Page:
and i want to make sure that everyone is treated fairly and we're moving along very nicely with north korea. we'll see what happens. >> with us tonight retired four star u.s. army general parry mccaffrey, decorated combat veteran of vietnam. msnbc military analyst with extensive knowledge of the korean peninsula. and senior fellow at the center for strategic and international studies, former senior analyst at cia and was in charge of this region while on the white house national security council. general, what was the president talking about there? >> well, it's hard to follow that. at the end of the day the south koreans, i remember the ambassador giving a tutorial to a bunch of us. the south koreans are our friends, a democracy. they're one of the most advanced economies in the world. they're in great peril from a brutal, croom regime now armed with nuclear weapons.
and the other allies in the region, japanese, australians, and others, are equally terrified of the road ahead. that's what we're trying to solve. >> so is it a particular challenge dealing with a president with no institutional history, readily admits he's not been boning up on the history of the presidency, world matters prior to this job. if someone tosses off a mention of lloyd buicker and the pueblo during their talks he is not likely to get that reference. >> you're absolutely right, and i think this is real problem. and this speech you just mentioned, we can't make any sense of this. i mean is he giving south korea our ally and north korea our adversary confused? why is he putting our trade issues with our ally with the security issues, linking it together? at a critical time like this when we are trying to get all hands on deck trying to solve north korean crisis, we need to have close coordination with our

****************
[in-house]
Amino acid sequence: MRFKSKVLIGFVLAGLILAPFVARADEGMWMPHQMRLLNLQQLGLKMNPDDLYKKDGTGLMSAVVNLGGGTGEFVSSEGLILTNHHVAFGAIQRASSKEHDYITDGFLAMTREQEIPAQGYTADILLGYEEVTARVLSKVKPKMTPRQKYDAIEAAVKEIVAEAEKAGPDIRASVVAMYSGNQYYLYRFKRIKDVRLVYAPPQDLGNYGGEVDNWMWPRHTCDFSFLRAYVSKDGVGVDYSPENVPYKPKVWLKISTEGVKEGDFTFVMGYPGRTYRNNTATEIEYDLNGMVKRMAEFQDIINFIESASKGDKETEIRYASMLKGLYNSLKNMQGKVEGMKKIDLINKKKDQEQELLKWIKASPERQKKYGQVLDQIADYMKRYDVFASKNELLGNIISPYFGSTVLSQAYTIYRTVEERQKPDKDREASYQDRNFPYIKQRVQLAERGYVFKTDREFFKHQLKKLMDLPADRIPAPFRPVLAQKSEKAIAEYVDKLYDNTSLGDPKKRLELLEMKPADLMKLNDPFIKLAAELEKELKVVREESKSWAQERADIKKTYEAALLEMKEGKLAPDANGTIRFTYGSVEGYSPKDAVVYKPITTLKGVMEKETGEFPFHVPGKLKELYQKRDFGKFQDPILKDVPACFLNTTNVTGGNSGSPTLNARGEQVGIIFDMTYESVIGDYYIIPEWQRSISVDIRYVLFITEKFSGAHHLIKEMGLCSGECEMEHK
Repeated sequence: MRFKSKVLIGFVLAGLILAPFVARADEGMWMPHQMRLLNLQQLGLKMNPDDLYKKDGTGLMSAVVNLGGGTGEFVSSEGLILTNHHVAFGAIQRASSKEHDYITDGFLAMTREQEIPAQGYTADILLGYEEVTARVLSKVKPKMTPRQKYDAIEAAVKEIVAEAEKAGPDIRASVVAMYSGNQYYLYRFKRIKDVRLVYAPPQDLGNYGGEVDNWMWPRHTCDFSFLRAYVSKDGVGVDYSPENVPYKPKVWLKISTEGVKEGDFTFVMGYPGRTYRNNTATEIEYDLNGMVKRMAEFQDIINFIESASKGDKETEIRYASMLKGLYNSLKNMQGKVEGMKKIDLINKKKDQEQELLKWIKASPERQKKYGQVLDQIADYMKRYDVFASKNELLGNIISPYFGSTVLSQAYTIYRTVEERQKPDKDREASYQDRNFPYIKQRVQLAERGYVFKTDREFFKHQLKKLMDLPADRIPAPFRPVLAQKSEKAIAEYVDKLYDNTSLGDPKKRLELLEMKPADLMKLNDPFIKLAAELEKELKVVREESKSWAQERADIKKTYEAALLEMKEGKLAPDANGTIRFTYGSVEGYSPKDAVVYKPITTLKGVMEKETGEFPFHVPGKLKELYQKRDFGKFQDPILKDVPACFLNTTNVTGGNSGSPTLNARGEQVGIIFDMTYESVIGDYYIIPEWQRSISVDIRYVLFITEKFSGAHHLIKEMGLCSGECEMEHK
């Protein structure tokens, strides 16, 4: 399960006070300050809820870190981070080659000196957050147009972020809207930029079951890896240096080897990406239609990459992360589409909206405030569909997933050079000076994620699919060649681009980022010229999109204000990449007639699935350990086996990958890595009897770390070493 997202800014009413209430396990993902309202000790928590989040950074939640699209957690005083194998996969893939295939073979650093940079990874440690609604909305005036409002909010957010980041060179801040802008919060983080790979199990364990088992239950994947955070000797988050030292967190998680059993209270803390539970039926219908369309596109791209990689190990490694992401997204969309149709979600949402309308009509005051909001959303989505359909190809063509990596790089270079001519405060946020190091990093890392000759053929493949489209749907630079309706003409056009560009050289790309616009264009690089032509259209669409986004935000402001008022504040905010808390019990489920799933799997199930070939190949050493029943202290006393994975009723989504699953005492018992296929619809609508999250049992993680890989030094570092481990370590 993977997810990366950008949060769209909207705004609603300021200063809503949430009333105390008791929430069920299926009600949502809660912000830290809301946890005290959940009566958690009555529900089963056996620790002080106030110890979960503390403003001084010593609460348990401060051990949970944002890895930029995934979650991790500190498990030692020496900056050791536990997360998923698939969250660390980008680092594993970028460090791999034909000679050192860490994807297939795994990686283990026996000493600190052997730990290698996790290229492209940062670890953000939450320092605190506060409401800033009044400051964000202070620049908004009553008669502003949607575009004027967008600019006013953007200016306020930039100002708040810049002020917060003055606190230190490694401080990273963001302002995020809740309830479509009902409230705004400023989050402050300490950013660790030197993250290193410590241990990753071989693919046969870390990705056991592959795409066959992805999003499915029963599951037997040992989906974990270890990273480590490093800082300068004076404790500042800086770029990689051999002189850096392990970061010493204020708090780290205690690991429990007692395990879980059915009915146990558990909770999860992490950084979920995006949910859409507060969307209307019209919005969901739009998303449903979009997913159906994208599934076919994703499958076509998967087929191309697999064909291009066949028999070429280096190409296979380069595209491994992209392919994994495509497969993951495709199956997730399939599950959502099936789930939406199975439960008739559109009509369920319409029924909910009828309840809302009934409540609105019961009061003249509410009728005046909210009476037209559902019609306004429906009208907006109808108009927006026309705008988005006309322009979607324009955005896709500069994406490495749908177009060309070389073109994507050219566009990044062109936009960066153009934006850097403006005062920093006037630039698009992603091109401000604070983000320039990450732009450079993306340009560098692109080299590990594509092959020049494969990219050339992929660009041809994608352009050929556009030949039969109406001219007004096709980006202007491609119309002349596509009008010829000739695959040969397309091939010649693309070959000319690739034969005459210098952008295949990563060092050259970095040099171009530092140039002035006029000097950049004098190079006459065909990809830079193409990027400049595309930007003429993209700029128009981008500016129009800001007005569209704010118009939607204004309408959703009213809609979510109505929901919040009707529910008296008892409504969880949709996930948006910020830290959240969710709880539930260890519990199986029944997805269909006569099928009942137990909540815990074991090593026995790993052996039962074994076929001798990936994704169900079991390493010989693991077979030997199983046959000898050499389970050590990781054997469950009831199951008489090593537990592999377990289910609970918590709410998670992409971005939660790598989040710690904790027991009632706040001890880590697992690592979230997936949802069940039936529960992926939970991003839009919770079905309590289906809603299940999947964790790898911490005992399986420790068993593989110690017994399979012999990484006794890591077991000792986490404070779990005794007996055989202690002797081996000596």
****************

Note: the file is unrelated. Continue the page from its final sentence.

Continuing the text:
ally, south korea. to cause animosity with our ally in a key moment like this, i just can't make sense of it, brian. >> so what do you make of the train trip to china? here's a guy who's been educated in europe, but since he's been leader he's not left the country but for this trip by his big green bulletproof train. >> this is very significant. first time kim jong-un is meeting with a foreign leader. i think this is all part of the charm offensive phase he's on, starting with the new year's editorial address and then the whole olympic outreach to south korea, sending an north korea delegation to olympics and now meeting with xi jinping. and i understand he'll going to meet with putin and potential abe, prime minister abe of japan. this is all in effort to really break international pressure against the kim regime. so it really makes sense from kim jong-un's perspective to go